Key Performance Indicators (KPI) are used by organisations to evaluate success and when you choose KPI’s you should follow the smart approach:
S pecific – a well defined goal that is clearly understood by everyone.
M easurable – can you track your progress towards the goal?
A greed – both employer and employee must agree on what the goals are.
R ealistic – can you achieve the goal with the resources provided?
T ime related – will there be enough time to complete the task?
Here are some examples of E Commerce KPI’s
Sales Key Performance Indicators:
- Hourly, daily, weekly, monthly, quarterly, and annual sales
- Average order size (sometimes called average market basket)
- Average margin
- Conversion rate
- Shopping cart abandonment rate
- New customer orders versus returning customer sales
- Cost of goods sold
- Total available market relative to a retailer’s share of market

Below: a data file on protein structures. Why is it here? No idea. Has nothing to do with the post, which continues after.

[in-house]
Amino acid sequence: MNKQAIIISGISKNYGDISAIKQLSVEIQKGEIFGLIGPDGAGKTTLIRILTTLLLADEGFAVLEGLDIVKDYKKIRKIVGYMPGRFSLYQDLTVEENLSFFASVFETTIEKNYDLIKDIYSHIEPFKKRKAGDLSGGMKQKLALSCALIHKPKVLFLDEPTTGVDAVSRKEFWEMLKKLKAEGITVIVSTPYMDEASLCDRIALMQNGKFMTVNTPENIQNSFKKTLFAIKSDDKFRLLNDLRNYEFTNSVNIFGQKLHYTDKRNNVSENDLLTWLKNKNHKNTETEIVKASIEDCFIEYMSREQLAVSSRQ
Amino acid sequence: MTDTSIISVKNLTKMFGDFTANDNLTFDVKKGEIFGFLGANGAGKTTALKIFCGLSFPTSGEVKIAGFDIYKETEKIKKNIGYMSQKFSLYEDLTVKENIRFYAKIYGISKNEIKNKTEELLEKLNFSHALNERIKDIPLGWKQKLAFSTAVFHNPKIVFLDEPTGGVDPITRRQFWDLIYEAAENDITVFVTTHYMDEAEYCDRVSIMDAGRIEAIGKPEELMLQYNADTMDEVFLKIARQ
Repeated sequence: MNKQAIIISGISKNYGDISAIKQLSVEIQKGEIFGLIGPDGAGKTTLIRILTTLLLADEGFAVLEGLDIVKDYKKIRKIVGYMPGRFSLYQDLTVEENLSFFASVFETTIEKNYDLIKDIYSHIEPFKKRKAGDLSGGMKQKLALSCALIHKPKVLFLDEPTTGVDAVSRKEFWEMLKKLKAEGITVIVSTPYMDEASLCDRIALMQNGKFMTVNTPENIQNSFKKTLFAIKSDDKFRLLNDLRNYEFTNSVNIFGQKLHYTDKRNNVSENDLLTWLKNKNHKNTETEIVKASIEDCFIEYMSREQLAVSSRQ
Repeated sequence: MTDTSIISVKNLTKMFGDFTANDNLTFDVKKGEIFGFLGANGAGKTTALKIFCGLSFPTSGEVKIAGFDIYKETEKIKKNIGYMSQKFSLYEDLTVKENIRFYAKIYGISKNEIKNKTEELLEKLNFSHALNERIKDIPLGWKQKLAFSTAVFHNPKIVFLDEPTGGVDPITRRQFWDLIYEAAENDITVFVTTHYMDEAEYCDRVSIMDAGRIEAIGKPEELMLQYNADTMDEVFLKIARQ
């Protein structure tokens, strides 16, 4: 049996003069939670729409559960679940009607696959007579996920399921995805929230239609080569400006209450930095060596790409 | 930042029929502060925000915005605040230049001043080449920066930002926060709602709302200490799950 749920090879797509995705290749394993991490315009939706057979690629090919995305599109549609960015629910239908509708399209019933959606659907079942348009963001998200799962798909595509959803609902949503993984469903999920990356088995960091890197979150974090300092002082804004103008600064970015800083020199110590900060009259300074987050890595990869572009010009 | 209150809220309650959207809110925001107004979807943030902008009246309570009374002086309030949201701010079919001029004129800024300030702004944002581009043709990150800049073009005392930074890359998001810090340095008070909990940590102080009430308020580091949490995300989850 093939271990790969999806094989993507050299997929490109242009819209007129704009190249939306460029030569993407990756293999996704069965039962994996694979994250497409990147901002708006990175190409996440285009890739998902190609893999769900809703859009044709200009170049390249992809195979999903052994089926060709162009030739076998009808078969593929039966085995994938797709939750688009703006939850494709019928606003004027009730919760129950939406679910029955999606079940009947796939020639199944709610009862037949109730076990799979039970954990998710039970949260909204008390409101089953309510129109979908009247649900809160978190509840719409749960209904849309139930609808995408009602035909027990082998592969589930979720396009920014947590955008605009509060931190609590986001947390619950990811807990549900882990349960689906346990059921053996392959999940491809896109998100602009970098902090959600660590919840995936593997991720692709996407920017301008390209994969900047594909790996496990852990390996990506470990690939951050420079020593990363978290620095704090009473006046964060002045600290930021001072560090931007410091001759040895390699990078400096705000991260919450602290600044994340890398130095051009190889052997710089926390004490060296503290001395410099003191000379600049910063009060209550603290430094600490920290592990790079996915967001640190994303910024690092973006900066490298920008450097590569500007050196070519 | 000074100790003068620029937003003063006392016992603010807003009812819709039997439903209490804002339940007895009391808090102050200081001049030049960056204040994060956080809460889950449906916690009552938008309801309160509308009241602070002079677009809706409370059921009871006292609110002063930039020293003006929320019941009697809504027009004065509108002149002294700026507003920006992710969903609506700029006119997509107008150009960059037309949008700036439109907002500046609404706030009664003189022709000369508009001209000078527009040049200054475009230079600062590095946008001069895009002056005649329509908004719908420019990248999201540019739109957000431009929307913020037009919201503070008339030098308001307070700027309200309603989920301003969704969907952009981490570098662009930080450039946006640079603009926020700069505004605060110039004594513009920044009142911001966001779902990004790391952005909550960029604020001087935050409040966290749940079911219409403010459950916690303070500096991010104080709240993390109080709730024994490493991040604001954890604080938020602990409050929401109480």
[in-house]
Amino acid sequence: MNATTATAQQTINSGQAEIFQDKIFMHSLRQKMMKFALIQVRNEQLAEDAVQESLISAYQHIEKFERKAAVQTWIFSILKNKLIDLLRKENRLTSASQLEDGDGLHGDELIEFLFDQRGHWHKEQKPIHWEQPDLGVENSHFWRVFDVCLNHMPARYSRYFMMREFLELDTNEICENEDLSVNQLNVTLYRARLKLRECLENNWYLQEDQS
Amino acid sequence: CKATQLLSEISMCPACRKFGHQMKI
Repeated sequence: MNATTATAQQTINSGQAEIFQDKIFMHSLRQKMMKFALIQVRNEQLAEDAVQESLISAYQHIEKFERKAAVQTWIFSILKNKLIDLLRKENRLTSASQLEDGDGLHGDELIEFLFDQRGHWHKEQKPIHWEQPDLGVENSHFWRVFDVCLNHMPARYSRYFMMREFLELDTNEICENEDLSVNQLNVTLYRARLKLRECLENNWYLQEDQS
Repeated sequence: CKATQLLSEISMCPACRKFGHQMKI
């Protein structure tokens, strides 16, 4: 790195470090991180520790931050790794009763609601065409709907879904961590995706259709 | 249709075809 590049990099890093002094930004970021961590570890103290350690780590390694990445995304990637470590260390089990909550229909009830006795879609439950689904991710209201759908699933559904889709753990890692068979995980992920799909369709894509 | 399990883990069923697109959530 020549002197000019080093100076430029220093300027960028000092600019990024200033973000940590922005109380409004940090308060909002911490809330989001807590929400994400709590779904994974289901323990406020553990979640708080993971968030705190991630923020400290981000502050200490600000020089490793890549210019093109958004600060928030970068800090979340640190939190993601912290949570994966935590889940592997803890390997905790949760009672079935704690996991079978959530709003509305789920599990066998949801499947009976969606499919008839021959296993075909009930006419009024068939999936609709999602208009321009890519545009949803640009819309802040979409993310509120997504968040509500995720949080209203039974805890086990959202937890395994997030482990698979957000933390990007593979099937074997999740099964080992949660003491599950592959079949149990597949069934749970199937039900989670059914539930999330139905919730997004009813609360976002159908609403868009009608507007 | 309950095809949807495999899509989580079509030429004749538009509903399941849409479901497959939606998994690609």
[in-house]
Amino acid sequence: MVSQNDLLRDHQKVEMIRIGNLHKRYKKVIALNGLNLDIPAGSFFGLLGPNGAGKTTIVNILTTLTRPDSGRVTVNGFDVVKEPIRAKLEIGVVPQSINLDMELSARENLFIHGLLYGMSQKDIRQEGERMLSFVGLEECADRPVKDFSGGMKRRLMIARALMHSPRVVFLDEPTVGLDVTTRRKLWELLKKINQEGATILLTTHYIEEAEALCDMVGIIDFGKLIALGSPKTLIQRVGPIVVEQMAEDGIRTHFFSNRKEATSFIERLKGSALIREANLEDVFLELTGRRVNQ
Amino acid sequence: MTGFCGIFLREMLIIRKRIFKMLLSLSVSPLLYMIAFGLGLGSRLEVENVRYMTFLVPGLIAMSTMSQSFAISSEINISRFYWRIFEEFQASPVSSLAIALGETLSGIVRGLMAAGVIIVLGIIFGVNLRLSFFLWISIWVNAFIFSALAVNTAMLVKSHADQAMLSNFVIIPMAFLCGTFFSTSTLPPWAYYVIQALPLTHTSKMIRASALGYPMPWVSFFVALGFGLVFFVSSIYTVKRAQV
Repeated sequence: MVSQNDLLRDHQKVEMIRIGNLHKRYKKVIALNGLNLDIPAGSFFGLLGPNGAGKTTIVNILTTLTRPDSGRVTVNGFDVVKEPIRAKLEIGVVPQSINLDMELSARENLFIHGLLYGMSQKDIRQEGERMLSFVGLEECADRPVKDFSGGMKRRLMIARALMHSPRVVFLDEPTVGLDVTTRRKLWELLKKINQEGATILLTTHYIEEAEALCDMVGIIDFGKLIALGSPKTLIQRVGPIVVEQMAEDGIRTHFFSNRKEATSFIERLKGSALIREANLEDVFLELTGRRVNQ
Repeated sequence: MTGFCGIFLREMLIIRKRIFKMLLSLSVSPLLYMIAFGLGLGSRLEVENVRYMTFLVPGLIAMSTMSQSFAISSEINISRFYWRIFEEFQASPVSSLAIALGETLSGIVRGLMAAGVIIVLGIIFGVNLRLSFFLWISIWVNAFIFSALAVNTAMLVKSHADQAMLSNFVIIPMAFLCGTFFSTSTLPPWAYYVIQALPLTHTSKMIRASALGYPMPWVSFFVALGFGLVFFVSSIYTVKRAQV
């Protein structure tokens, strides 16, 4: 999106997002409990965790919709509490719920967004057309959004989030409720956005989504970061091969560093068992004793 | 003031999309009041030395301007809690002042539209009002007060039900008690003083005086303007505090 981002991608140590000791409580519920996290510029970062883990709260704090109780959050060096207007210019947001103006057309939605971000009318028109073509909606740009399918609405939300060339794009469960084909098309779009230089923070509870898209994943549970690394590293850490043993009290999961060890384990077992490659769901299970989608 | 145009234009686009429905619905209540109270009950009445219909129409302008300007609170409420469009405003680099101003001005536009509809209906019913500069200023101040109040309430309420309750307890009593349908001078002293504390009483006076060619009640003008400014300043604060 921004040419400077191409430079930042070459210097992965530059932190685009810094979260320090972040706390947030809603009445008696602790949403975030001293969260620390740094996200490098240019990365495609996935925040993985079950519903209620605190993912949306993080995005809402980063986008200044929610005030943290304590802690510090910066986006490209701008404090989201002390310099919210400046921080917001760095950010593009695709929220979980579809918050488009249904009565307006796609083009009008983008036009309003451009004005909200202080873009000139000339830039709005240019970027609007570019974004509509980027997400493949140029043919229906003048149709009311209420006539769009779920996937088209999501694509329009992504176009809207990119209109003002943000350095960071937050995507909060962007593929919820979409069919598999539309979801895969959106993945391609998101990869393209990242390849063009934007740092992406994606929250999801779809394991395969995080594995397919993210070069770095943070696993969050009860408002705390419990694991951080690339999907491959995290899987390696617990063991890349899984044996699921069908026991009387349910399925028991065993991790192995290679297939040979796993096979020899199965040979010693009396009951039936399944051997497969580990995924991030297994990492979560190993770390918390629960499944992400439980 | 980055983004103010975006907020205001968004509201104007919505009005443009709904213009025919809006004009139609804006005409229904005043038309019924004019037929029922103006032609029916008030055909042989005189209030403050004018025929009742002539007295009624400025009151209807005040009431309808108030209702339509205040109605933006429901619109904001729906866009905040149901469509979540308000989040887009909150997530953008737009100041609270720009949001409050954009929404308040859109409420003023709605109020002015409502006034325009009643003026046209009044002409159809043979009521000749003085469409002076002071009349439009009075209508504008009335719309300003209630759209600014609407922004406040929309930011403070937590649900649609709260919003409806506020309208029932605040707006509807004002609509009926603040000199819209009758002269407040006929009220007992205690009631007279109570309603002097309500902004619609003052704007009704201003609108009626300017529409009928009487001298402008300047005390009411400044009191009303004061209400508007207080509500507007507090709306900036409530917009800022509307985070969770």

- Product affinity (which products are purchased together)
- Product relationship (which products are viewed consecutively)
- Inventory levels
- Competitive pricing
Marketing Key Performance Indicators:
- Site traffic
- Unique visitors versus returning visitors
- Time on site
- Page views per visit
- Traffic source
- Day part monitoring (when site visitors come)
- Newsletter subscribers
- Texting subscribers
- Chat sessions initiated
- Facebook, Twitter, or Pinterest followers or fans
- Pay-per-click traffic volume
- Blog traffic
- Number and quality of product reviews
- Brand or display advertising click-through rates
- Affiliate performance rates
Customer Service Key Performance Indicators:
- Customer service email count
- Customer service phone call count
- Customer service chat count
- Average resolution time
- Concern classification
What do UK Businesses use?
What are your KPI’s and why did you choose them?